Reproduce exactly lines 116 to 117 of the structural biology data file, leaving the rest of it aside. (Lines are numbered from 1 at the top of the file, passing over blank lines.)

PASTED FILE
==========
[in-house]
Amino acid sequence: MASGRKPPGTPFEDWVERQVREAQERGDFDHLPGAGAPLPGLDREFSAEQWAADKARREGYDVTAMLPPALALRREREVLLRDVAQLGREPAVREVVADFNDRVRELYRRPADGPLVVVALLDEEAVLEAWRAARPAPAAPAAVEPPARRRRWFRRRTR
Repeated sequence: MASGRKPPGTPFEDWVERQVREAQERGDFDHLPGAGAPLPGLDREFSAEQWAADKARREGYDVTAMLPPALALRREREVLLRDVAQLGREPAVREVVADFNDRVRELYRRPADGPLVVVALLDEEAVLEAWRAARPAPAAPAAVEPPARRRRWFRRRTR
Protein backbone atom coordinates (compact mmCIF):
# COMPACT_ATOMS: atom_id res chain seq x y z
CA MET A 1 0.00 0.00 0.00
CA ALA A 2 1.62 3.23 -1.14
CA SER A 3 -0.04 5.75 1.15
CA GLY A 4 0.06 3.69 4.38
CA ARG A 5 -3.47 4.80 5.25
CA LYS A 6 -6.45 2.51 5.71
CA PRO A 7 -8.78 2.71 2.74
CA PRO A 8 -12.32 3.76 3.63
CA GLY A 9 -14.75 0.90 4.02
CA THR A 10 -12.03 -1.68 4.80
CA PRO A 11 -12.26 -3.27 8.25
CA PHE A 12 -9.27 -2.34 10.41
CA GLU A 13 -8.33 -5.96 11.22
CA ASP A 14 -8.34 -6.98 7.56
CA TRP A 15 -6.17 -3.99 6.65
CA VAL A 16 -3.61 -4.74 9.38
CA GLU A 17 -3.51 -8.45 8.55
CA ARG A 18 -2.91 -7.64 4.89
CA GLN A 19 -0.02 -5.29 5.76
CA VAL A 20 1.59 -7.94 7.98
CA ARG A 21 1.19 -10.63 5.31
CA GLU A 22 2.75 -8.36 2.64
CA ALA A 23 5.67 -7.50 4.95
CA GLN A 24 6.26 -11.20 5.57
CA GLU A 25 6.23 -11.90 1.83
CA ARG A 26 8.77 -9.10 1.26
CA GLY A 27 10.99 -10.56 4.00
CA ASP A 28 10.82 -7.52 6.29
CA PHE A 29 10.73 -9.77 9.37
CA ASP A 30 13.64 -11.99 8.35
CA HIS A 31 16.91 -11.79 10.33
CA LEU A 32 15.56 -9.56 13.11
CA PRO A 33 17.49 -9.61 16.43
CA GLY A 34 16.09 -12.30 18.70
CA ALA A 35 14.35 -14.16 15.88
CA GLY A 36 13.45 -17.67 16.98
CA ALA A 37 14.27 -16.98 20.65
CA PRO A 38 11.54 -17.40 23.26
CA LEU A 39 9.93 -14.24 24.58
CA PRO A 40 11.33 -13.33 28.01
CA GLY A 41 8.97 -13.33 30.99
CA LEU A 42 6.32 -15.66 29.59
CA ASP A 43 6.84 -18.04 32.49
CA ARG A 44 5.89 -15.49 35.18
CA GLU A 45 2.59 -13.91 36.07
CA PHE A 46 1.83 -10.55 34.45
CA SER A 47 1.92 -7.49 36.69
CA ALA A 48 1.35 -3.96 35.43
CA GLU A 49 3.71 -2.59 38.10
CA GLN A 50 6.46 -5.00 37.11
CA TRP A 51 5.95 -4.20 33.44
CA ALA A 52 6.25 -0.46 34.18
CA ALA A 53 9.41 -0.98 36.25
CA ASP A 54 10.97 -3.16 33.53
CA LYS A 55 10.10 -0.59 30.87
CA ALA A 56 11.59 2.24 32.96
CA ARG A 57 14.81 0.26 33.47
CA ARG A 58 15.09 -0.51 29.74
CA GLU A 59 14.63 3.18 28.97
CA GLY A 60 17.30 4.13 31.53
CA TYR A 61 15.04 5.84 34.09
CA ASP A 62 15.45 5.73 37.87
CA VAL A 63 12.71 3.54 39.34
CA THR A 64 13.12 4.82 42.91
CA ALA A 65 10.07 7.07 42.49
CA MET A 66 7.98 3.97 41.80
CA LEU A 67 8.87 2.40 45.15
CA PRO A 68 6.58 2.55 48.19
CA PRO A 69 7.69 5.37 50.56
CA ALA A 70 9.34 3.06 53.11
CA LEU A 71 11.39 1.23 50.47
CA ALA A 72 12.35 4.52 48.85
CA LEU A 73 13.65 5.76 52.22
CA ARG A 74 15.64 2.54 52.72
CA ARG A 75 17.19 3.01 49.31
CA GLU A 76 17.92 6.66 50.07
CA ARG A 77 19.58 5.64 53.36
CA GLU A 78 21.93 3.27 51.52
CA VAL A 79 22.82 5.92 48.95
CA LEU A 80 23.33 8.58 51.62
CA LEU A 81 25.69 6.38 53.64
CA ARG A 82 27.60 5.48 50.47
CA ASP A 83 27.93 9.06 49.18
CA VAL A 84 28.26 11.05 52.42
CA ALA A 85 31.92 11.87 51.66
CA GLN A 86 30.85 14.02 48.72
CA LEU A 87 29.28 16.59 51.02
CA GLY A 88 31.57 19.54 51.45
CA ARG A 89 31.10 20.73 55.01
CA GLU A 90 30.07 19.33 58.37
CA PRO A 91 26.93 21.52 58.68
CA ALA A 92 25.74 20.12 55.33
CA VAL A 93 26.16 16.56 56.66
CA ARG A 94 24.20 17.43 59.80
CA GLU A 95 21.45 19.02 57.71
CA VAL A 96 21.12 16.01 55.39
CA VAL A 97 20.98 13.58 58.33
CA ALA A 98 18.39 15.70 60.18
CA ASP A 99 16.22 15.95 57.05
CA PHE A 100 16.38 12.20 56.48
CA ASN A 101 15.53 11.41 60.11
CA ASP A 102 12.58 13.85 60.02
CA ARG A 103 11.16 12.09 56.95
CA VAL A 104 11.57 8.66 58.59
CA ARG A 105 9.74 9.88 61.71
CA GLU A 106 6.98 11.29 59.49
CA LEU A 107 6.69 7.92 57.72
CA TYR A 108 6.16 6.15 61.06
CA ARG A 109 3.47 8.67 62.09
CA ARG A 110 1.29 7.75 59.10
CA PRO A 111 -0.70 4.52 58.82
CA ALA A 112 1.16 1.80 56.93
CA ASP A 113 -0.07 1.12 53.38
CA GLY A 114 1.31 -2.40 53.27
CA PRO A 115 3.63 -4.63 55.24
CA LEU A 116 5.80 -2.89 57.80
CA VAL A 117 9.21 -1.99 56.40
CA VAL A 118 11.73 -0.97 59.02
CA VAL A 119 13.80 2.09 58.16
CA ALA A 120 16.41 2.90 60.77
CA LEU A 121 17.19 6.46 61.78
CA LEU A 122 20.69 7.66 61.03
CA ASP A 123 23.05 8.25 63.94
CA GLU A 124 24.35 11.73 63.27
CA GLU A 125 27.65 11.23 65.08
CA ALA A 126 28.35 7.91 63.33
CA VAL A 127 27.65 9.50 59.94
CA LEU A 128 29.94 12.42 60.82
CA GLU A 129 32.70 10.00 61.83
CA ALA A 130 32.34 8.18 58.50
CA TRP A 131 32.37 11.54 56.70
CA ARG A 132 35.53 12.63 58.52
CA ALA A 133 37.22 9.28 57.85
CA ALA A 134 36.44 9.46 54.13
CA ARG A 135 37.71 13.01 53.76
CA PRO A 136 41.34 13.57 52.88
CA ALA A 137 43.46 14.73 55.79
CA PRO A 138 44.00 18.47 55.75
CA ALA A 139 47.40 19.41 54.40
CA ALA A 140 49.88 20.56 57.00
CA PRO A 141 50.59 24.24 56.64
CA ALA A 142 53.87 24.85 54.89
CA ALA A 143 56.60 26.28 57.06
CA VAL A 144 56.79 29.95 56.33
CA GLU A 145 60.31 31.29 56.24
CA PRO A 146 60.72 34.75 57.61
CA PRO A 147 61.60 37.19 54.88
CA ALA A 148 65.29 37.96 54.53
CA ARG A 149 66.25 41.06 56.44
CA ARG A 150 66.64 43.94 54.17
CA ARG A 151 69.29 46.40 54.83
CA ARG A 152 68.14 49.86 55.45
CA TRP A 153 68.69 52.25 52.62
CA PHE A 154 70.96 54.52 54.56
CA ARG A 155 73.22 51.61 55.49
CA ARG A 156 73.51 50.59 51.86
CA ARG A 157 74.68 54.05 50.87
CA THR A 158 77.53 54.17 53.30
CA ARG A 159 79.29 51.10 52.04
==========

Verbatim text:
CA PRO A 111 -0.70 4.52 58.82
CA ALA A 112 1.16 1.80 56.93